The centralisation of procurement, tighter spending controls, and more strategic views on supplier management have led large enterprises to reduce the number of their IT-vendor relationships by an average of 20%. Building the right relationship with the right supplier is more important than ever for today’s CIO.
Any relationship begins and ends with the strength of personal relationships that are forged, but he says that the culture of a relationship really needs to transcend individual behaviours to permeate across every interaction point from CIO level down. In this context, the services contract provides a view of the level of shared understanding of the different but related needs of each of the parties.
The framework the contract provides is key to aligning the goals of the relationship and should be seen as a means of protection against bad behaviours. It also provide some terms of reference that help build continuity of service for key individuals, be they an account director, a CIO or an IT executive. It takes on special relevance in the case of contracts that are outsourced over a long period.
Cynics argue that suppliers promote longevity into the sourcing agreements simply as a means of protecting a revenue stream.
A vendor will argue that the closer, over time, they get to understanding the real needs of their customer, the more likely it is the vendor becomes strategic to that customer and a partner that is able to innovate and drive added value.
Equally, customers who are prepared to get close to specific vendors can play a role in the commercial futures of their supplier. By indicating their preferences, wants and concerns they can help direct the product development and product acquisition plans.
CIOs often talk about wanting to implement ‘risk and reward’ mechanisms in their IT services or outsourcing relationships, and depending on the level of trust this may be in the form of risks which include a “penalty” payment for underperforming and the rewards include a cash bonus for over performing. But the more successful risk and reward mechanisms tend to focus on output metrics rather than input metrics.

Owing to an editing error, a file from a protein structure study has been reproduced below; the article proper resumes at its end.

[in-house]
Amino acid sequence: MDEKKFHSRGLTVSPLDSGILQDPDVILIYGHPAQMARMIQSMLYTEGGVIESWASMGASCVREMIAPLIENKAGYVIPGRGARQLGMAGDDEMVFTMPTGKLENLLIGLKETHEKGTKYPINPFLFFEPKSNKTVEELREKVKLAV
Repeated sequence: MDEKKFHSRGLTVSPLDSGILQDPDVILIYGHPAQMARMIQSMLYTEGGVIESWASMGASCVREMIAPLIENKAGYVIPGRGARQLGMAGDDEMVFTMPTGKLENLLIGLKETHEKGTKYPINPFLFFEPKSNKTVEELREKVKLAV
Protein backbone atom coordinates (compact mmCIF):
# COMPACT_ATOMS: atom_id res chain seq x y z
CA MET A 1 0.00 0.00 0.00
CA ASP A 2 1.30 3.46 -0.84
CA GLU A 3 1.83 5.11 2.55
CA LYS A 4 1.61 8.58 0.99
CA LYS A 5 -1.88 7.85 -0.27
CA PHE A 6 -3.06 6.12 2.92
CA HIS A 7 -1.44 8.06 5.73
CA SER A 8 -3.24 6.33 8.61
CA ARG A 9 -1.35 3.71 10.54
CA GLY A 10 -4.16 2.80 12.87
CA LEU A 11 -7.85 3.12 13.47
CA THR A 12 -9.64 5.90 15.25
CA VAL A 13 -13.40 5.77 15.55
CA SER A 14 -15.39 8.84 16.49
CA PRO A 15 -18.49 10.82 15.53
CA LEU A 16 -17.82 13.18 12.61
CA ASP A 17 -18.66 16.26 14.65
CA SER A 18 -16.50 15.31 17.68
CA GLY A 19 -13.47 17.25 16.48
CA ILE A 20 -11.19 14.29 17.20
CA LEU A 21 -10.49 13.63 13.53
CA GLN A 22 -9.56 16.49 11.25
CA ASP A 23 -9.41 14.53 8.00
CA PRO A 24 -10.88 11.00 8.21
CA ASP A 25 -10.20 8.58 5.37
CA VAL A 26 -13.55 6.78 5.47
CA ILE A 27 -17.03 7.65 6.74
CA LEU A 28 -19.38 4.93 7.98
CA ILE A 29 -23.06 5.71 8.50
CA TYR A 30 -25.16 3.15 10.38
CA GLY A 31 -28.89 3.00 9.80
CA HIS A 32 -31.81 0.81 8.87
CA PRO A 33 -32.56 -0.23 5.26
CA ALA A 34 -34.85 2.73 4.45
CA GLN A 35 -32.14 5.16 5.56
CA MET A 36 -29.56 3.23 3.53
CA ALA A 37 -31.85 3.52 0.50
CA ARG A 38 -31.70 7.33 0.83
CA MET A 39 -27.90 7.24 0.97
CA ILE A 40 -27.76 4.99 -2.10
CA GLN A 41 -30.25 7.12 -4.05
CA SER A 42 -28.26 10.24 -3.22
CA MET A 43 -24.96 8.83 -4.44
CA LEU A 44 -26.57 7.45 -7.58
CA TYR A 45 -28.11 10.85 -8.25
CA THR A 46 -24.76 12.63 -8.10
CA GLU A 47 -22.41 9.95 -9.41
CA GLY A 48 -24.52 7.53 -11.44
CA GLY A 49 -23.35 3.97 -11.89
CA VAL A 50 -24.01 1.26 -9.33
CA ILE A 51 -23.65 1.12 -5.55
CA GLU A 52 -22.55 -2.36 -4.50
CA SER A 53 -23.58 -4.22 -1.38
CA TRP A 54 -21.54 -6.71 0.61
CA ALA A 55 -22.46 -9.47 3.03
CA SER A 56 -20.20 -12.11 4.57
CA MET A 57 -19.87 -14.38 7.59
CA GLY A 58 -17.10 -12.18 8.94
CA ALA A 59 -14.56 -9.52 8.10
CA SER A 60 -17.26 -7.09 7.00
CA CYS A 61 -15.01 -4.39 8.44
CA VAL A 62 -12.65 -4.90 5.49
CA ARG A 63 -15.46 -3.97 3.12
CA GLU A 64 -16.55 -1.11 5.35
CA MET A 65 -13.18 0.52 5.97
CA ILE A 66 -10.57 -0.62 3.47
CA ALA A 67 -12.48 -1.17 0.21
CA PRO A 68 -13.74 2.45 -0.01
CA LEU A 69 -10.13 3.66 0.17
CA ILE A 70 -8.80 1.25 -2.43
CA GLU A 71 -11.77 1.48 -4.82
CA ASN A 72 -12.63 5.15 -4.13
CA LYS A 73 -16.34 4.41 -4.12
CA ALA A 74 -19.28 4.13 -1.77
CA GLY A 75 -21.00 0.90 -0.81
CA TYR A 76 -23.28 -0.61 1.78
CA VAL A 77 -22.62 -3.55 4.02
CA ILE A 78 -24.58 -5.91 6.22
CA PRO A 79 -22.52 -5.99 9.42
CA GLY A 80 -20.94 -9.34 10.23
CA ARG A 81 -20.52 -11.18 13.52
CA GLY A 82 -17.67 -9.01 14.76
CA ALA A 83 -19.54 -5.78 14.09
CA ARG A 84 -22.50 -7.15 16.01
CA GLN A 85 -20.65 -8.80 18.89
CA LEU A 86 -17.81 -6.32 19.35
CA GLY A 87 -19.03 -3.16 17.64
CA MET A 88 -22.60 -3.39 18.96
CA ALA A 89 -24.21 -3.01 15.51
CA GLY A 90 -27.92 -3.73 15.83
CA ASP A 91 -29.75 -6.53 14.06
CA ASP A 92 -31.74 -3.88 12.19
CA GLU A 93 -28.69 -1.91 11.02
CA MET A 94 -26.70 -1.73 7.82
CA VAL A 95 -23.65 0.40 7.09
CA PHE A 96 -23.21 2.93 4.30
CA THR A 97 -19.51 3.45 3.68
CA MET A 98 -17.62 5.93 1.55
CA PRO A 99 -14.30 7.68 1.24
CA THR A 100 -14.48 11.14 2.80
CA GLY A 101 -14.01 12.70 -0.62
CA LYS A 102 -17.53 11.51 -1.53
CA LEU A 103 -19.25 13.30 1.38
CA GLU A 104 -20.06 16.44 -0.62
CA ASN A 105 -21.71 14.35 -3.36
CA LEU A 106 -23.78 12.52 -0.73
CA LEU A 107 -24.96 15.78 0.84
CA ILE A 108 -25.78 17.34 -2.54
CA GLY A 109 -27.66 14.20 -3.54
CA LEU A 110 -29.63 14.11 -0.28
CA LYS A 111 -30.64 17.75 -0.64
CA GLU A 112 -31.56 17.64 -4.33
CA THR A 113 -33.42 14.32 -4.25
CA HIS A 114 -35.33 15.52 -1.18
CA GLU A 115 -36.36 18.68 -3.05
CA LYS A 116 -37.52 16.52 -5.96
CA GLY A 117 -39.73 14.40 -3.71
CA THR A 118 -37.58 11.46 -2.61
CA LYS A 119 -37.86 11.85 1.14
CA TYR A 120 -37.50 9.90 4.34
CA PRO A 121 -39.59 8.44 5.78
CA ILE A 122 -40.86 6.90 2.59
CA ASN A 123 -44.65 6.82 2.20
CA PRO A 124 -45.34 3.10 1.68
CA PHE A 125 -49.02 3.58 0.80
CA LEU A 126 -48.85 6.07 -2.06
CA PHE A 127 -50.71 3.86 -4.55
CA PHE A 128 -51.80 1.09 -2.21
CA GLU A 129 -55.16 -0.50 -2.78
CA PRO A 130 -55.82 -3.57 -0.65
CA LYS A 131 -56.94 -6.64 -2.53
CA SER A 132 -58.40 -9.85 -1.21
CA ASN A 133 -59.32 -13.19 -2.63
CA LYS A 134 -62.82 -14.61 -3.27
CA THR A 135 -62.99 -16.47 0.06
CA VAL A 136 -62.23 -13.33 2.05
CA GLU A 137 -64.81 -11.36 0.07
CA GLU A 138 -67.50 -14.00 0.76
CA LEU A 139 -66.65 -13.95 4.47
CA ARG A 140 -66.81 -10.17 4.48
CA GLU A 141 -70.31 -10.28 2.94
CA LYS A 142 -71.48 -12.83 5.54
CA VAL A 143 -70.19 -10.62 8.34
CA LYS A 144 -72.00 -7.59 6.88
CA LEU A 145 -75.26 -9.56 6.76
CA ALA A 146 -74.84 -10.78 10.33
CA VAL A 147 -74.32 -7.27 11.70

So, instead of focusing on traditional input service levels such as system uptime, it may be more appropriate to measure the number of orders or processes handled by the system in a particular measurement period. Output metrics tend not to be within the end-to-end control of the service provider – for example the number of customer orders processed by a system will depend on customer demand, as well as the effectiveness and efficiency of the system. Output metrics, therefore, require a more collaborative approach between the parties.
In reality, the only risk that a service provider is often willing to take in these circumstances is the “risk” of not being paid a bonus. If a customer is able to persuade a service provider to accept a penalty for failure to meet business outcomes, it must, if possible, look carefully at the service provider’s risk pricing to ensure that any potential benefit to be derived from the penalty regime is not outweighed by the service provider’s conservative risk premium.
Transformational risk and reward mechanisms take the collaborative approach to the next level. They measure the success of major transformational projects and align incentives with enterprise-level outcomes such as market share or return on capital. The transformation might include the development of a new IT platform to support a new line of business or product.
Over time, technology and outsourcing solutions will develop, allowing outsourced activities to be undertaken more efficiently. The service provider should therefore be under an obligation to inform the customer of such improvements, together with details of opportunities to increase the customer’s revenue or reduce its cost base. This can be done at a regularly scheduled improvements meeting or on an ad-hoc basis.
In order to provide an incentive to the service provider to propose actual and realistic improvements, the customer could require a certain number of improvement proposals per year or require the service provider to build a certain number of improvement man-days into the services charges. It could also consider including a form of gain-sharing mechanism to address how reductions in costs or increases in revenues can be apportioned between the parties. If both parties derive some benefit from improvements, the service provider may be more likely to suggest them.
One prevailing view is that a shared values, shared risk and shared benefits approach is the best means to underpin a proposed partnership. At its most extreme is the joint venture relationship, where all profits and all losses are shared between partners in equal measure.
However, there is a clear consensus view that the strength of a relationship becomes very clear once a partnership has lived through some pain. A customer that experiences a well-recovered problem is very likely to become a more loyal customer.
Nick Kirkland, Managing Director of CIO Connect